Off topic: Editing machine translation EN>DA
Thread poster: Suzanne Blangsted
| | Suzanne Blangsted
Local time: 19:40
Danish to English
I received an interesting editing job. The project was obviously a machine translation. I requested my full translation fee from the client, as the project needed to be "re-translated" completely and not just edited. My client insisted it was NOT a machine translation.
Was the client caught in a catch-22 ?
By that I mean - is it possible that the client had outsourced the project and the "translator" had used machine translation ? I doubt it.
Source English - Example: Power pole.
Translation into Danish: Magt stang.
And the grammar was awful - including many commas missing or placed incorrectly.
I couldn't negotiate with the client (located in Taiwan), so I refused the project.
| | Michele Fauble
Local time: 20:40
Norwegian to English
| Machine translation or not || Sep 16, 2011 |
I would have told the agency that if the document was translated by a human translator they should have used machine translation instead and saved themselves some money.
Seriously, you were right to refuse the project.
[Edited at 2011-09-16 22:16 GMT]
| | autor
Local time: 03:40
Portuguese to English
| Full rate for correcting machine translation || Sep 17, 2011 |
I also think you did exactly the right thing.
Machine translations are very easy to spot in my language pairs (they are consistent in the mistakes they make), and I am happy to use them as a basis for translation provided I get the standard, full-rate for the work.
Agencies which try to get the work done using machine translations threaten the livelihood of translators, and are not doing their end-client any favours. A machine translation might be acceptable for an inconsequential letter, but not for a report about the safety systems at a nuclear power plant.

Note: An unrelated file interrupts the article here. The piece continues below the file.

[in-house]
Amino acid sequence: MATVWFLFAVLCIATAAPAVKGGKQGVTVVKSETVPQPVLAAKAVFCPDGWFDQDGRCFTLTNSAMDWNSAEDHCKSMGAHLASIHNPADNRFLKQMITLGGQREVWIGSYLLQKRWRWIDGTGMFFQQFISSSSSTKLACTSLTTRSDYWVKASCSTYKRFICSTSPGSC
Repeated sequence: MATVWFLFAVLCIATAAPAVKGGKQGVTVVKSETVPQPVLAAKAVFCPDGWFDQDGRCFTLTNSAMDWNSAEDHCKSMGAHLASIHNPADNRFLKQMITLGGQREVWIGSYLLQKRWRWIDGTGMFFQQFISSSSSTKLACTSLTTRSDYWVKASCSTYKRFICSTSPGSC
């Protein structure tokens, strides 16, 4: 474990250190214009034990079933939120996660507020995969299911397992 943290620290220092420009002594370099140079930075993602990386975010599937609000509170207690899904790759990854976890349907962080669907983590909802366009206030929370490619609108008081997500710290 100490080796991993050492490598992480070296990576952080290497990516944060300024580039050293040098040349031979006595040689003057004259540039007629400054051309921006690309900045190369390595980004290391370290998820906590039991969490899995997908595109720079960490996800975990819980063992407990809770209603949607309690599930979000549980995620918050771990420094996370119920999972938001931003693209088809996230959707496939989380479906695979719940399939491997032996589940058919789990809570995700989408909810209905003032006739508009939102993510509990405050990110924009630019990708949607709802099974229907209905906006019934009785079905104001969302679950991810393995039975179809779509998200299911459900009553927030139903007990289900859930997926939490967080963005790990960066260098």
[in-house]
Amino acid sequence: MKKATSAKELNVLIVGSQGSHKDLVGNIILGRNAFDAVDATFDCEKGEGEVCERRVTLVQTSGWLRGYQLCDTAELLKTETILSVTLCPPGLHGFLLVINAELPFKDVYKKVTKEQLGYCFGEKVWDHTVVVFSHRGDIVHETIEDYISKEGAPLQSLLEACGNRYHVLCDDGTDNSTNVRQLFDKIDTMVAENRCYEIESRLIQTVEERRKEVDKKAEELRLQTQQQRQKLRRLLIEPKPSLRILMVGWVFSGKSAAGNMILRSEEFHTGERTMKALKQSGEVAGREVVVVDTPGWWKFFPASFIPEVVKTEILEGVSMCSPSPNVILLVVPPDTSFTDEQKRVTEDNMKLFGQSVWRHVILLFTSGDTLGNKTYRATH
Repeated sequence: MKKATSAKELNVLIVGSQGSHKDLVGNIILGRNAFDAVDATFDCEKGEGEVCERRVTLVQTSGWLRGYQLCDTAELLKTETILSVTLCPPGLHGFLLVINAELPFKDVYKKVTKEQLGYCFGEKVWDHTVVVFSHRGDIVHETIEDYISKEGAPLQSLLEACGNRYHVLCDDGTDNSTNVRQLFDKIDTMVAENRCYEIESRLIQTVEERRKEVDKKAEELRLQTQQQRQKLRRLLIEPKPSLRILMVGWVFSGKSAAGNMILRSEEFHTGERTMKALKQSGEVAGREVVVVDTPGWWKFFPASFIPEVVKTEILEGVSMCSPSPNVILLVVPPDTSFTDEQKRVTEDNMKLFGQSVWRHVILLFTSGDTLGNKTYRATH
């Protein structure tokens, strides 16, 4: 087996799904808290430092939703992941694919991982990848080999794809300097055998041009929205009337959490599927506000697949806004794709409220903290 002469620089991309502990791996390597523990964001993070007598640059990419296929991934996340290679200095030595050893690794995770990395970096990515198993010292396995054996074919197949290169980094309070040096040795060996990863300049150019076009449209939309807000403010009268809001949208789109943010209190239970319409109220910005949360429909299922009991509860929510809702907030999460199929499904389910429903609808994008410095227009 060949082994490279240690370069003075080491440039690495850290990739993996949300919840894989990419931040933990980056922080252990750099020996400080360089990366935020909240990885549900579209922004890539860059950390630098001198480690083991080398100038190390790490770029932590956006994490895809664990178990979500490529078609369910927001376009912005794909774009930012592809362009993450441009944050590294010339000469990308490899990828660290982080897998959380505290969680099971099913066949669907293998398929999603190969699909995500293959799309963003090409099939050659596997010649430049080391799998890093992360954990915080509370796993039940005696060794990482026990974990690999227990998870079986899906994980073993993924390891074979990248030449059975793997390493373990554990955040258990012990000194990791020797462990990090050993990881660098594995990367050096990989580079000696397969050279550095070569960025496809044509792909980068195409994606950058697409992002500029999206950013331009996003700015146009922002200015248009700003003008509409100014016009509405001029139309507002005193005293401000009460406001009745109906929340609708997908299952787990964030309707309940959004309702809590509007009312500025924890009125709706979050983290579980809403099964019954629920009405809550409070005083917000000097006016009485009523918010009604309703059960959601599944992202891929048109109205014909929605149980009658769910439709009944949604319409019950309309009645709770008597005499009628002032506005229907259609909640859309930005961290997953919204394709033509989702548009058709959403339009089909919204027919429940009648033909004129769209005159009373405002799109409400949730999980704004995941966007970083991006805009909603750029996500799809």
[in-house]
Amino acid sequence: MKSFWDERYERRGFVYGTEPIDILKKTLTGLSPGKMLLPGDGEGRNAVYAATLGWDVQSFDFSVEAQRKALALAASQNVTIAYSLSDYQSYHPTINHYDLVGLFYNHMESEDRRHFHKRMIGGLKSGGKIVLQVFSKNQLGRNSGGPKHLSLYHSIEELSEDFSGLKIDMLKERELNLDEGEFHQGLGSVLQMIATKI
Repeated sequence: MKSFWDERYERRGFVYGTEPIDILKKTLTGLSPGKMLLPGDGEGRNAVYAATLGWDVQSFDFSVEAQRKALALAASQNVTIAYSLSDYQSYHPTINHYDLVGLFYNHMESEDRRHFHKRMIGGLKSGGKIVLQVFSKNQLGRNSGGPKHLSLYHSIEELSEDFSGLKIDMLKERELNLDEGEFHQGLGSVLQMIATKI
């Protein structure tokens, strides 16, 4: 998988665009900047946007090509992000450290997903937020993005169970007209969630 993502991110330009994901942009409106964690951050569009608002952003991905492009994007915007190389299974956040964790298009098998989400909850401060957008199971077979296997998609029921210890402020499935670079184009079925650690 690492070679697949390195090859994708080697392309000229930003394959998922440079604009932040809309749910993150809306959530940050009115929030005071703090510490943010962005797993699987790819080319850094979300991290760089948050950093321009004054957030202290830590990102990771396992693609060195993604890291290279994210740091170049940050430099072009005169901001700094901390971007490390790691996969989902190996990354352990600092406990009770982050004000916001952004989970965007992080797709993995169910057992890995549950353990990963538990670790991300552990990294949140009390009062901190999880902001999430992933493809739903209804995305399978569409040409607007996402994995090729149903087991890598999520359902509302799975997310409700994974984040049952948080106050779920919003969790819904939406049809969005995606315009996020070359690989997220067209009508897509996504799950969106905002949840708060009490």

| | Phil Hand
Local time: 11:40
Chinese to English
| Taiwanese industry is fairly dodgy || Sep 17, 2011 |
Almost as bad as China - low prices, low quality. If the agency can't or won't be honest with you about what the material is, you don't want to do business with them.
Too many agencies here think that machine/bad translator + native "proofreader" is a viable model. They'll learn, but it's going to take time.
| | Tom in London
Local time: 03:40
Italian to English
I read your post with interest and I'd say your behaviour was 100% correct. Well done. I have just this minute received a job offer, through Proz, inviting me to submit a quote for "checking/editing" a technical translation.
I'm not even going to bother to respond, because I know what I'd have to do: completely re-translate the document, re-check all the terminology used, and rewrite it so that it flows and is free of grammatical errors.
I would of course have to quote my full price for that work.
Many other Prozians will also have received this job offer.
[Edited at 2011-09-17 09:50 GMT]
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Editing machine translation EN>DA
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